Municipals Were Flat for the Week
AAA municipal yields were unchanged during the week. Munis modestly underperformed the Treasury curve flattening, with ratios moving higher in intermediate and long maturities. Market technicals remain favorable and strong, driven by persistent fund flows and expected limited supply around the Memorial Day holiday. The Bloomberg Barclays Municipal Index returned 0.08% while the HY Muni Index returned 0.22%. This week, we explore the rebound in state tax collections following pandemic related volatility.
Market Technicals Remain Positive, Supported by Continued Mutual Fund Inflows
Fund Flows: During the week ending May 19, municipal mutual funds recorded $725 million of net inflows (down 3% week-over-week), according to Lipper. Long-term funds recorded $1.2 billion of inflows, high-yield funds recorded $649 million of inflows and intermediate funds recorded $102 million of inflows. Net inflows year to date (YTD) reached $46.6 billion and muni funds have now recorded net inflows in 52 of the past 53 weeks.
Supply: The muni market recorded $9.9 billion of new-issue volume during the week, up 43% from the prior week. Total issuance YTD of $169 billion is up 22% from last year’s levels. This week’s new-issue calendar is expected to decline to $7.0 billion ahead of the long Memorial Day weekend. The largest deals include $874 million Washington Metropolitan Area Transit Authority Green Bonds and $308 million California Public Finance Authority (senior living) transactions.
This Week in Munis: State Tax Collections Rebound
As the federal tax filing deadline passed last week, we explore the volatile year of tax collections observed by states during 2020. Despite the effects of the COVID-19 pandemic, major state tax collections (personal income, corporate income, property and sales taxes) were unchanged versus 2019 levels at $848 billion.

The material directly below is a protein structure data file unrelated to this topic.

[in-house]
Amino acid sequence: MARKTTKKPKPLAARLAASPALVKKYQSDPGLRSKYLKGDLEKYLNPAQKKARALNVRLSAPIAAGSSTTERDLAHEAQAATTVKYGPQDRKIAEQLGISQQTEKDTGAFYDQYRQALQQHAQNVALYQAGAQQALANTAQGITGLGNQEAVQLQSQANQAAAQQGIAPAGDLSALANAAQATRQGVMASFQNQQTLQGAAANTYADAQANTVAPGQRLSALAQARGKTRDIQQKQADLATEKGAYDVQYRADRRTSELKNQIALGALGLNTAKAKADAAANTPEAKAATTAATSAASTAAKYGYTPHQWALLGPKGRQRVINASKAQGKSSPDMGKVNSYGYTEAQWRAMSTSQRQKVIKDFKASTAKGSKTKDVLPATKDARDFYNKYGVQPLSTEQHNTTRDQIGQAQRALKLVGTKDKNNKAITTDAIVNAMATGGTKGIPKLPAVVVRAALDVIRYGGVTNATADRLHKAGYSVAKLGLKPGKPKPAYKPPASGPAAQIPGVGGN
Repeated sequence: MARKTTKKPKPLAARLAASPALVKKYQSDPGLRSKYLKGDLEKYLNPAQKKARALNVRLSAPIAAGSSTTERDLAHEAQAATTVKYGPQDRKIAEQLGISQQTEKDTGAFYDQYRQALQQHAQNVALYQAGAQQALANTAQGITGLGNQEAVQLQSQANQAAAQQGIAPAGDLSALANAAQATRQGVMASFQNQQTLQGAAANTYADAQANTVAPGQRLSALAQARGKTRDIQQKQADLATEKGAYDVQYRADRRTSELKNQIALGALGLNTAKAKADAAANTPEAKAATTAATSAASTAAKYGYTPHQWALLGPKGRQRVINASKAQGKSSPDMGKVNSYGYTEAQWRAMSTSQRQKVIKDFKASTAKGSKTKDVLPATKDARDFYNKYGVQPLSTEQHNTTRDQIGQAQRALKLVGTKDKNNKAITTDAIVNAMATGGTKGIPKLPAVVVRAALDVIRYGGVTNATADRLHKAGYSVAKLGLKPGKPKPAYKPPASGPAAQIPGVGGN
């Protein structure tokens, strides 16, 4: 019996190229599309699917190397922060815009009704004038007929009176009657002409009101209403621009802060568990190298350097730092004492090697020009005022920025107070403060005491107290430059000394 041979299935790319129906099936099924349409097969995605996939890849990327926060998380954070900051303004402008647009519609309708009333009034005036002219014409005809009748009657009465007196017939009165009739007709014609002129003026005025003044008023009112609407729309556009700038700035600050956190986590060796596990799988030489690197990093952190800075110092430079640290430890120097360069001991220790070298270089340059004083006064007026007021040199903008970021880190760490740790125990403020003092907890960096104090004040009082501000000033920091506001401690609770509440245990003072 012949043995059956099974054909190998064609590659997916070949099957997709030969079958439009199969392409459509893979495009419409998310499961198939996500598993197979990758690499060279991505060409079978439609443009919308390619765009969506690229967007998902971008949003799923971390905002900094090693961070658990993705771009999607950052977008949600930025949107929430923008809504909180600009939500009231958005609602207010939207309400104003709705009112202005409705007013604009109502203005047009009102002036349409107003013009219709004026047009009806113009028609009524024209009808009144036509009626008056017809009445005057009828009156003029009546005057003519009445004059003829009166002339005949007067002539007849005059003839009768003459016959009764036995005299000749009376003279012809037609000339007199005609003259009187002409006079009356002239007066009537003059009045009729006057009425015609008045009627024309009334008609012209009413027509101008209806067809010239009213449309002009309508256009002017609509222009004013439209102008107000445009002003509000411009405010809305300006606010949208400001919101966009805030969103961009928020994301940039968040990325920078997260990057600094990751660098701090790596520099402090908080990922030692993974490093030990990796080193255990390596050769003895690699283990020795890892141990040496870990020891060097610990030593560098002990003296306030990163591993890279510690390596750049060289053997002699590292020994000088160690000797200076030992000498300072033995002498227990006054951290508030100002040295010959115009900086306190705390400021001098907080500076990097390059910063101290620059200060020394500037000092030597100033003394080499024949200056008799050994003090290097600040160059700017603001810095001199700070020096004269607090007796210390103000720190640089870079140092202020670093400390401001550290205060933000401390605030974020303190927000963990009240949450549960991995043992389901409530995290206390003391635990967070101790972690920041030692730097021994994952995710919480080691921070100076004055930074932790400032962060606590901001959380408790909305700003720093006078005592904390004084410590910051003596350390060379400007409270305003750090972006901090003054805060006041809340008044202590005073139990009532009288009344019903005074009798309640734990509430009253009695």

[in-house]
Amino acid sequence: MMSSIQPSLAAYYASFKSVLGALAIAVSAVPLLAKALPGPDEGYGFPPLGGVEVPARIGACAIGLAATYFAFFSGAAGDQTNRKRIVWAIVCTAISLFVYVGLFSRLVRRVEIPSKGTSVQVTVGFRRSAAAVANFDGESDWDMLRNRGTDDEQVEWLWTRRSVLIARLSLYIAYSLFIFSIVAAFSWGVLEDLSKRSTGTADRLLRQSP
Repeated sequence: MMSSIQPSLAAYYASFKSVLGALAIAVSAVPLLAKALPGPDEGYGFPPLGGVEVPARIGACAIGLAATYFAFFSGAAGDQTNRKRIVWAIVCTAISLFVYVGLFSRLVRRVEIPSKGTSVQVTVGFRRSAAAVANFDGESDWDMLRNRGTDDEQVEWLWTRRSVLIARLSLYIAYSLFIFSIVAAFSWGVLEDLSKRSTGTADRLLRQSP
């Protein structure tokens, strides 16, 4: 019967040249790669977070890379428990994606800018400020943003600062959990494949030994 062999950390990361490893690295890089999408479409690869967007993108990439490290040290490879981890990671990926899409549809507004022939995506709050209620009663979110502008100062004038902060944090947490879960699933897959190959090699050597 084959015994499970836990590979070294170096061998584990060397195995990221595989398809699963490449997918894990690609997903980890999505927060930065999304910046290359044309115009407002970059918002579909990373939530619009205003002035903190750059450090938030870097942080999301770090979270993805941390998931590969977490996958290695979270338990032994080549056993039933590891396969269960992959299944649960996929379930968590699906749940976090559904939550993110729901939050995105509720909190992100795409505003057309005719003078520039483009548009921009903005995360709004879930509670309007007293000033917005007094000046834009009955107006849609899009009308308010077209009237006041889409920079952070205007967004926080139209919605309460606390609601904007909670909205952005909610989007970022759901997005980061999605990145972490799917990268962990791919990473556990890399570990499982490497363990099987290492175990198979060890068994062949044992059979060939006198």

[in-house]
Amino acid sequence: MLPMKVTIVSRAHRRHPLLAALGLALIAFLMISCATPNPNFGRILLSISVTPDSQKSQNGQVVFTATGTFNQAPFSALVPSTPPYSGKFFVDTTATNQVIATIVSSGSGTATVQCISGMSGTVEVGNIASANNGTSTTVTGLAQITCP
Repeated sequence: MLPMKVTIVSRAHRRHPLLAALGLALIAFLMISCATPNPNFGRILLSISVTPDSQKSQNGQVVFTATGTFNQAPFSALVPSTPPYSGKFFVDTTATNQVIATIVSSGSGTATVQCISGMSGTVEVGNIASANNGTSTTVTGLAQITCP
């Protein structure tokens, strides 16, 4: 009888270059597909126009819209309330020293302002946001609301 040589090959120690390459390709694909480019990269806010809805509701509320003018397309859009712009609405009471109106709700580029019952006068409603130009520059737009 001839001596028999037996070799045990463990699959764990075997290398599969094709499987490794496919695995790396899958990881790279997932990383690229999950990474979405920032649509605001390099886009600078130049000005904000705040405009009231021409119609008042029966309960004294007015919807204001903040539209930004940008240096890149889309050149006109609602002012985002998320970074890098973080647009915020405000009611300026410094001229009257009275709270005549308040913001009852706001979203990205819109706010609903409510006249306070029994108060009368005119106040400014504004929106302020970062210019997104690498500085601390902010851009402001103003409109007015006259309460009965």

Personal income taxes, the largest component of overall state tax revenues, increased $2 billion (+0.4%) in 2020 to $423 billion. Despite the nationwide unemployment rate rising above 14% in April 2020, personal income tax collections were buoyed by high income earners. The timing of these collections was relatively volatile due to the delay of federal tax collections from the second quarter to the third quarter. While 2Q20 personal income tax collections fell $50 billion (-35%) year-over-year (YoY), collections in the second half of the year exceeded 2019 collections by $48 billion (+27%).
Of the major tax categories, only sales taxes declined YoY, falling $5.5 billion (-1.4%) in 2020 to $339 billion. While regional shutdowns due to Covid weighed on point-of-sale economic activity, sales tax collections were greatly helped by the 2018 Supreme Court decision allowing for states to pass legislation to collect sales taxes from out-of-state e-commerce transactions. According to Census data, e-commerce reached a record 15.2% of total retail transactions in 4Q20, up from the prior three-year average of 10.7%.
Western Asset believes state credit will continue to improve as COVID-19 restrictions are relaxed, economic activity rebounds, and federal support continues to bolster liquidity positions. As most state fiscal years ended on June 30, 2020, ahead of the July 15, 2020 tax collection deadline, at which point reported tax collections were still down 5.2% YoY. Due to the delayed personal income tax collections, states expected a downward trend in revenues, informing many mid-fiscal-year proposals through 2021. Given better than anticipated collections through the end of the calendar year, budget revisions are underway, which will be further aided by American Rescue Plan Act funds received in the 1Q21. California is perhaps the poster child for the revenue turnaround. After originally projecting a budget shortfall, the state’s Legislative Analyst Office now anticipates a $38 billion surplus in FY21, fueled by high income earners and significant capital gains revenue.